Lilac Chaser

from Michael’s   Visual Phenomena & Optical Illusions


What to see

Above you see a circle of blue-violettish (=magenta) blobs, one of which briefly disappears, circling around.

Let your gaze rest on the central fixation cross, but observe with your “inner eye” the patches just when they disappear. With good fixation, you should see a strong greenish colour whenever the violet patch has disappeared.

When you are fixating well, after a few cycles you will actually see a rotating green spot! If your gaze is really steady, the magenta patches will disappear completely, leaving only a rotating green spot (this is easier if you reduce saturation to, e.g., ≈20%); when you then shift your gaze the magenta circle reappears.

Try the following: Increase the number of gaps from the preset of 1 to, say, 5, Again fixate the center, and observe how the greenish afterimages fades from blob to bolg.

With the colour pickers you can switch to other colours and observe the respective opponent colour. [Remember to fixate for a while because the adaptation to the previous colour subsists for several seconds.] It may surprise you that the complementary colour to red is not green (as mentioned in many textbooks), but blue-green.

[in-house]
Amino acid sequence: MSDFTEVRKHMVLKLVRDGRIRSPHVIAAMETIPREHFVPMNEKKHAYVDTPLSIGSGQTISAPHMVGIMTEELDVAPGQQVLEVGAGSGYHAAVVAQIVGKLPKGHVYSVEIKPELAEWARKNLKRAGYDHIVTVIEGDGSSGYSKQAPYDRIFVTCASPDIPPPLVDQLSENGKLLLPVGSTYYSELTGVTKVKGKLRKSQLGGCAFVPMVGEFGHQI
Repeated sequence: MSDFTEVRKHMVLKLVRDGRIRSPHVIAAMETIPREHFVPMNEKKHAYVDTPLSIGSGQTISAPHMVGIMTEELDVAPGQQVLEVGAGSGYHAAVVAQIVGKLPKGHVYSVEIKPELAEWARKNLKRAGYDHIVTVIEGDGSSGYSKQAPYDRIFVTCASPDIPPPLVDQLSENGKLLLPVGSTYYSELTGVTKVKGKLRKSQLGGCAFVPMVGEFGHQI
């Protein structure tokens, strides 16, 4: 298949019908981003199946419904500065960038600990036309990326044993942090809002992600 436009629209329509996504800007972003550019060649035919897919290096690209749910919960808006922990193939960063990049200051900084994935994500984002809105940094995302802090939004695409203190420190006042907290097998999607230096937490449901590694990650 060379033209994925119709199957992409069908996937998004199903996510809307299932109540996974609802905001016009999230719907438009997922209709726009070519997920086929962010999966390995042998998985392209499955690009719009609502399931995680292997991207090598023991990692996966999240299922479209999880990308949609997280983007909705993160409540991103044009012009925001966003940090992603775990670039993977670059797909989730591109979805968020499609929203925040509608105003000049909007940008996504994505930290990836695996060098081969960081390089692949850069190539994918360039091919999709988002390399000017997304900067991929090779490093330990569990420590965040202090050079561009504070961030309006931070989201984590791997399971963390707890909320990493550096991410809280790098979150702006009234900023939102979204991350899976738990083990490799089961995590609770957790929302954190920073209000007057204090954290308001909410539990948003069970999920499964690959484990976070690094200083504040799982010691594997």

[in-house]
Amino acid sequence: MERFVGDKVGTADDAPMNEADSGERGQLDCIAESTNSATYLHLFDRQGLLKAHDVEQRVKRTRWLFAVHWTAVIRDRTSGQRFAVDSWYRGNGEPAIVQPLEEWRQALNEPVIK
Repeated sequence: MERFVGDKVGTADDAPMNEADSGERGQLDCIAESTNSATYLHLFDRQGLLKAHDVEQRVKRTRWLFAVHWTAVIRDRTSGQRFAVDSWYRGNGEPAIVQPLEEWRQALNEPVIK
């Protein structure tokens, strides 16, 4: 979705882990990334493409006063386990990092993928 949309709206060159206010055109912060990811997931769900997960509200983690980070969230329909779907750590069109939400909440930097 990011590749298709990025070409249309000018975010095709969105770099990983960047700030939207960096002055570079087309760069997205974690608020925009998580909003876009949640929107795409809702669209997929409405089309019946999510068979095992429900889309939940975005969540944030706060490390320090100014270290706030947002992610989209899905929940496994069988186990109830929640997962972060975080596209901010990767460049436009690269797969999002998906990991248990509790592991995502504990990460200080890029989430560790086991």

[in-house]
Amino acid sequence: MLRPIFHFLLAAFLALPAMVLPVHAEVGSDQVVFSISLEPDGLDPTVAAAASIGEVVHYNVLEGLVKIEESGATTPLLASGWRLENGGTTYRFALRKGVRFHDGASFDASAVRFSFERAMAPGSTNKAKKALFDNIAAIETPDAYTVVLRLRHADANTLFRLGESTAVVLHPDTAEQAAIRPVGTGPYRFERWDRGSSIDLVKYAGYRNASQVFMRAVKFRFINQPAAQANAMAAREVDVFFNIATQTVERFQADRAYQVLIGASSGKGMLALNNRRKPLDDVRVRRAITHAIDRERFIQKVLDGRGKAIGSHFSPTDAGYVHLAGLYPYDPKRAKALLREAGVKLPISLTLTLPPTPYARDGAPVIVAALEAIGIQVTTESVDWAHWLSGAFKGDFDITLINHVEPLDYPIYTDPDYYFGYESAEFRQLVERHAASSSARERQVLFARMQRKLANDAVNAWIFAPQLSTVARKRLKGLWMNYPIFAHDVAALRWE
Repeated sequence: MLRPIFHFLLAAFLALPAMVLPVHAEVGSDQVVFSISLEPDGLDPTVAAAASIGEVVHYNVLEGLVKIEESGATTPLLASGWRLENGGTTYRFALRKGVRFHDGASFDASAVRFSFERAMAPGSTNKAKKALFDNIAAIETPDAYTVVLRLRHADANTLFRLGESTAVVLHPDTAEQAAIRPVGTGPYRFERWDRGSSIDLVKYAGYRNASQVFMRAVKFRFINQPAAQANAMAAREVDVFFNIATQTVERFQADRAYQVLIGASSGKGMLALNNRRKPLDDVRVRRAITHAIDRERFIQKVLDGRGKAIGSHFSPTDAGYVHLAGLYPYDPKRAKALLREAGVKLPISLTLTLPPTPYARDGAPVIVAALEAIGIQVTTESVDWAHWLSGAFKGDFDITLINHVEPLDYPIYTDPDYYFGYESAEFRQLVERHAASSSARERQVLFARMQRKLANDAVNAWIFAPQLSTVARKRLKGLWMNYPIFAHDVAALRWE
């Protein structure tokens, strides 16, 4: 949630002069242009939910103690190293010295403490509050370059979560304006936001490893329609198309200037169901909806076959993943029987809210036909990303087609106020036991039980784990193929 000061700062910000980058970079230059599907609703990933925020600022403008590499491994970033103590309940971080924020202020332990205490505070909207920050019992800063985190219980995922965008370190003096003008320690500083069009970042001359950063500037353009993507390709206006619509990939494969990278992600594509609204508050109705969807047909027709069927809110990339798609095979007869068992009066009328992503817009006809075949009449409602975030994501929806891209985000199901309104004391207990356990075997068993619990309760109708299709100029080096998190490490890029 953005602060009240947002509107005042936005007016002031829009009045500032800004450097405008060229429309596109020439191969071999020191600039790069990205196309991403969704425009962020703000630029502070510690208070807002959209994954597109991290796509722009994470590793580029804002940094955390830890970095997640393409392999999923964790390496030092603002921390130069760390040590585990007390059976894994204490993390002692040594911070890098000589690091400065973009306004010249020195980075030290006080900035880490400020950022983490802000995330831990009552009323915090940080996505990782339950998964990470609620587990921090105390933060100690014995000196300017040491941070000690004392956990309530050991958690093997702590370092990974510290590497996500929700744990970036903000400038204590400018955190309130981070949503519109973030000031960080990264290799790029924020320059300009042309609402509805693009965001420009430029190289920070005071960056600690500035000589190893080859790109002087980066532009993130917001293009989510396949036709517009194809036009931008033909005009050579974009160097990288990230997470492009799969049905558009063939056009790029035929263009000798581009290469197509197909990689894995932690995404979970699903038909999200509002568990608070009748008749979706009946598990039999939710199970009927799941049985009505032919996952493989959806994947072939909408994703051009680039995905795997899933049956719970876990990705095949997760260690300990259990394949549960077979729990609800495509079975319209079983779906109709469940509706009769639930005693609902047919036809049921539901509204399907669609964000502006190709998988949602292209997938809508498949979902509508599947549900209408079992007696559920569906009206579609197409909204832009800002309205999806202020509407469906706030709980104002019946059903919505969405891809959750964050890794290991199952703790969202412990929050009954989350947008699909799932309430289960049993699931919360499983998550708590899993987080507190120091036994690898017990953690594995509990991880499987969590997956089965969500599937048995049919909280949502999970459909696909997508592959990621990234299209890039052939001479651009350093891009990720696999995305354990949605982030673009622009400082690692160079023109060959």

The temporal presentation enhances the well-known afterimage in complementary colour.

Jeremy Hinton, the inventor, writes: “The illusion illustrates Troxler fading, complementary colours, negative after-effects, and is capable of showing colours outside the display gamut.”

I have been repeatedly asked to explain this in more detail, so here goes:


Jeremy L Hinton (jeremy dot hinton at bigfoot dot com) invented this illusion in 2005. On 2005-05-22 he sent it to me as a personal communication (in the form of an animated GIF) to be published on my site. Within a few days it was copied widely over the net.

Zaidi Q, Ennis R, Cao D, Lee B (2012) Neural locus of color after-image. Current Biology [PDF]

Robert O’Shea started a pertinent Wikipedia entry

Nice variation by Sebastiaan Mathôt

Nice variation by Blelb